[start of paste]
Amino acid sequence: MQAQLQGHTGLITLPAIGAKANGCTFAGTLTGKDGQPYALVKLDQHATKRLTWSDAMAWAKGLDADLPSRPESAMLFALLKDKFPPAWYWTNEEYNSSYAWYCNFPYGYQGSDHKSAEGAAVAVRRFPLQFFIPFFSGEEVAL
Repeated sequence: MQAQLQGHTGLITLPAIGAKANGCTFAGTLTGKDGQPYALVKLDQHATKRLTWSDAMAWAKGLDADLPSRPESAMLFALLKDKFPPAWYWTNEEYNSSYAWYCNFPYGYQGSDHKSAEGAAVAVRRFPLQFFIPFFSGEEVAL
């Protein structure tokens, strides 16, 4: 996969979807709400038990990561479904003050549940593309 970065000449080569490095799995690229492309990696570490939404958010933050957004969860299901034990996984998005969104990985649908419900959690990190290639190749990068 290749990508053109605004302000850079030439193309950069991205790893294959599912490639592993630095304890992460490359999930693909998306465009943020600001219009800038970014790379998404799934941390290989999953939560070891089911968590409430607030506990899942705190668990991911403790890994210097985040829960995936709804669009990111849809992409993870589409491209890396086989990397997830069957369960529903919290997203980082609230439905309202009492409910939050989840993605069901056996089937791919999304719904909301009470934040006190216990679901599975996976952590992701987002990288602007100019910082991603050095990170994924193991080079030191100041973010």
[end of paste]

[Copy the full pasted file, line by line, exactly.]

Amino acid sequence: MQAQLQGHTGLITLPAIGAKANGCTFAGTLTGKDGQPYALVKLDQHATKRLTWSDAMAWAKGLDADLPSRPESAMLFALLKDKFPPAWYWTNEEYNSSYAWYCNFPYGYQGSDHKSAEGAAVAVRRFPLQFFIPFFSGEEVAL
Repeated sequence: MQAQLQGHTGLITLPAIGAKANGCTFAGTLTGKDGQPYALVKLDQHATKRLTWSDAMAWAKGLDADLPSRPESAMLFALLKDKFPPAWYWTNEEYNSSYAWYCNFPYGYQGSDHKSAEGAAVAVRRFPLQFFIPFFSGEEVAL
């Protein structure tokens, strides 16, 4: 996969979807709400038990990561479904003050549940593309 970065000449080569490095799995690229492309990696570490939404958010933050957004969860299901034990996984998005969104990985649908419900959690990190290639190749990068 290749990508053109605004302000850079030439193309950069991205790893294959599912490639592993630095304890992460490359999930693909998306465009943020600001219009800038970014790379998404799934941390290989999953939560070891089911968590409430607030506990899942705190668990991911403790890994210097985040829960995936709804669009990111849809992409993870589409491209890396086989990397997830069957369960529903919290997203980082609230439905309202009492409910939050989840993605069901056996089937791919999304719904909301009470934040006190216990679901599975996976952590992701987002990288602007100019910082991603050095990170994924193991080079030191100041973010």